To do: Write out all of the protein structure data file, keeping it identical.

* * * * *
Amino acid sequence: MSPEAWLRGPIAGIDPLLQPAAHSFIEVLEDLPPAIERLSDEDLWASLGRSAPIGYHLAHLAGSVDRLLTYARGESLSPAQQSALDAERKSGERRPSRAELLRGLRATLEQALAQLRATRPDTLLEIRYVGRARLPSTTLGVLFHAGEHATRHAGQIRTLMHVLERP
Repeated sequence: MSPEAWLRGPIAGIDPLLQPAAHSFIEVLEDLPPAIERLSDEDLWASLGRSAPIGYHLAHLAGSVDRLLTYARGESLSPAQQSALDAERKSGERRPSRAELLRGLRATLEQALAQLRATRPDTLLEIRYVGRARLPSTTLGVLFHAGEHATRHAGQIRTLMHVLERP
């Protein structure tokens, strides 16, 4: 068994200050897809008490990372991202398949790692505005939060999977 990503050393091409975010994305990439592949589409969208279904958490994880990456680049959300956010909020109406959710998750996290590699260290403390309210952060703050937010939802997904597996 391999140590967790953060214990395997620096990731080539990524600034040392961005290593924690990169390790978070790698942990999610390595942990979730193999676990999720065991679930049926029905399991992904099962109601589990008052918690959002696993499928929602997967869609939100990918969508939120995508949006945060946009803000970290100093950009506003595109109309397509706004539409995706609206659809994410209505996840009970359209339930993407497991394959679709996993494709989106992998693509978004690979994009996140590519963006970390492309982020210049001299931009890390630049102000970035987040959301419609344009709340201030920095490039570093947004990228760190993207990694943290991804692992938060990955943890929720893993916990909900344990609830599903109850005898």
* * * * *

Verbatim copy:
Amino acid sequence: MSPEAWLRGPIAGIDPLLQPAAHSFIEVLEDLPPAIERLSDEDLWASLGRSAPIGYHLAHLAGSVDRLLTYARGESLSPAQQSALDAERKSGERRPSRAELLRGLRATLEQALAQLRATRPDTLLEIRYVGRARLPSTTLGVLFHAGEHATRHAGQIRTLMHVLERP
Repeated sequence: MSPEAWLRGPIAGIDPLLQPAAHSFIEVLEDLPPAIERLSDEDLWASLGRSAPIGYHLAHLAGSVDRLLTYARGESLSPAQQSALDAERKSGERRPSRAELLRGLRATLEQALAQLRATRPDTLLEIRYVGRARLPSTTLGVLFHAGEHATRHAGQIRTLMHVLERP
């Protein structure tokens, strides 16, 4: 068994200050897809008490990372991202398949790692505005939060999977 990503050393091409975010994305990439592949589409969208279904958490994880990456680049959300956010909020109406959710998750996290590699260290403390309210952060703050937010939802997904597996 391999140590967790953060214990395997620096990731080539990524600034040392961005290593924690990169390790978070790698942990999610390595942990979730193999676990999720065991679930049926029905399991992904099962109601589990008052918690959002696993499928929602997967869609939100990918969508939120995508949006945060946009803000970290100093950009506003595109109309397509706004539409995706609206659809994410209505996840009970359209339930993407497991394959679709996993494709989106992998693509978004690979994009996140590519963006970390492309982020210049001299931009890390630049102000970035987040959301419609344009709340201030920095490039570093947004990228760190993207990694943290991804692992938060990955943890929720893993916990909900344990609830599903109850005898």